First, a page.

John Pistole served as administrator of the Transportation Security Administration from June 2010 to December 2014. He came to the TSA after a long career in counter-terrorism with the FBI, finally serving as deputy director from 2004 to 2010.
During his time at the TSA, Pistole is best known for his robust defense of the Administration's search policies, including controversial "pat down" procedures. In November of 2010, he appeared on CNN to say that however invasive and uncomfortable people might find the search procedures, they were vitally important in maintaining public safety. Pistole dismissed constitutional objections and said that the "horror stories" which had been reported were inaccurate.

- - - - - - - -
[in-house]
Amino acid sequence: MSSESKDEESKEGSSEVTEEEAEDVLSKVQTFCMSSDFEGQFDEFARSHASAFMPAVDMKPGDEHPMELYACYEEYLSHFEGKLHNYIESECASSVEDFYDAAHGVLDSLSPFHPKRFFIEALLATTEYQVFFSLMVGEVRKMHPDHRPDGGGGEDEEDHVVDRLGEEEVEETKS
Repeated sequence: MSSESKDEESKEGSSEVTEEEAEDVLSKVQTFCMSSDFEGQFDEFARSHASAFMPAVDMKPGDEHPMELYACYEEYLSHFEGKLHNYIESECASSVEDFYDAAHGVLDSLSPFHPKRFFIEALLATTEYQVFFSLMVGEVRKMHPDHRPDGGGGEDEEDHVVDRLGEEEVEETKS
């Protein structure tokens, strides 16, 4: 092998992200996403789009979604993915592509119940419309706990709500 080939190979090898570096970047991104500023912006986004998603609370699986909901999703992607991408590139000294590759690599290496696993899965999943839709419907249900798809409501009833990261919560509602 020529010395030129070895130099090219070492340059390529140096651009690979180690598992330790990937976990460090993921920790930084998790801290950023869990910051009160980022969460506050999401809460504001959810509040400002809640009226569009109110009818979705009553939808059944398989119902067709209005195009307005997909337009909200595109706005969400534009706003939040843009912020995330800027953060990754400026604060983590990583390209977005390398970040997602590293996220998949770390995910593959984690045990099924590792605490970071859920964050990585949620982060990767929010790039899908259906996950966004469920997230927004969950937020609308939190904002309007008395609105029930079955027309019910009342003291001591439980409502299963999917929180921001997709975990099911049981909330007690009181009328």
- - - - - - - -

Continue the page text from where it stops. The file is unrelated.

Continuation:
Pistole's support for these procedures, as well as for the use of Advanced Imaging Technology (AIT), ensured that they were not modified during his tenure as administrator, though they have changed since his resignation. His stance brought the TSA into direct conflict with Amtrak in February 2011, when a TSA team attempted to search everyone who entered a station in Savannah, Georgia. The Chief of Amtrak Police, John O'Connor, said the searches were illegal and ordered all TSA employees to leave Amtrak property. Incidents such as this did much to create a public perception of the TSA as a law unto itself, though Pistole's supporters averred that the actions he approved were necessary counter-terrorism measures.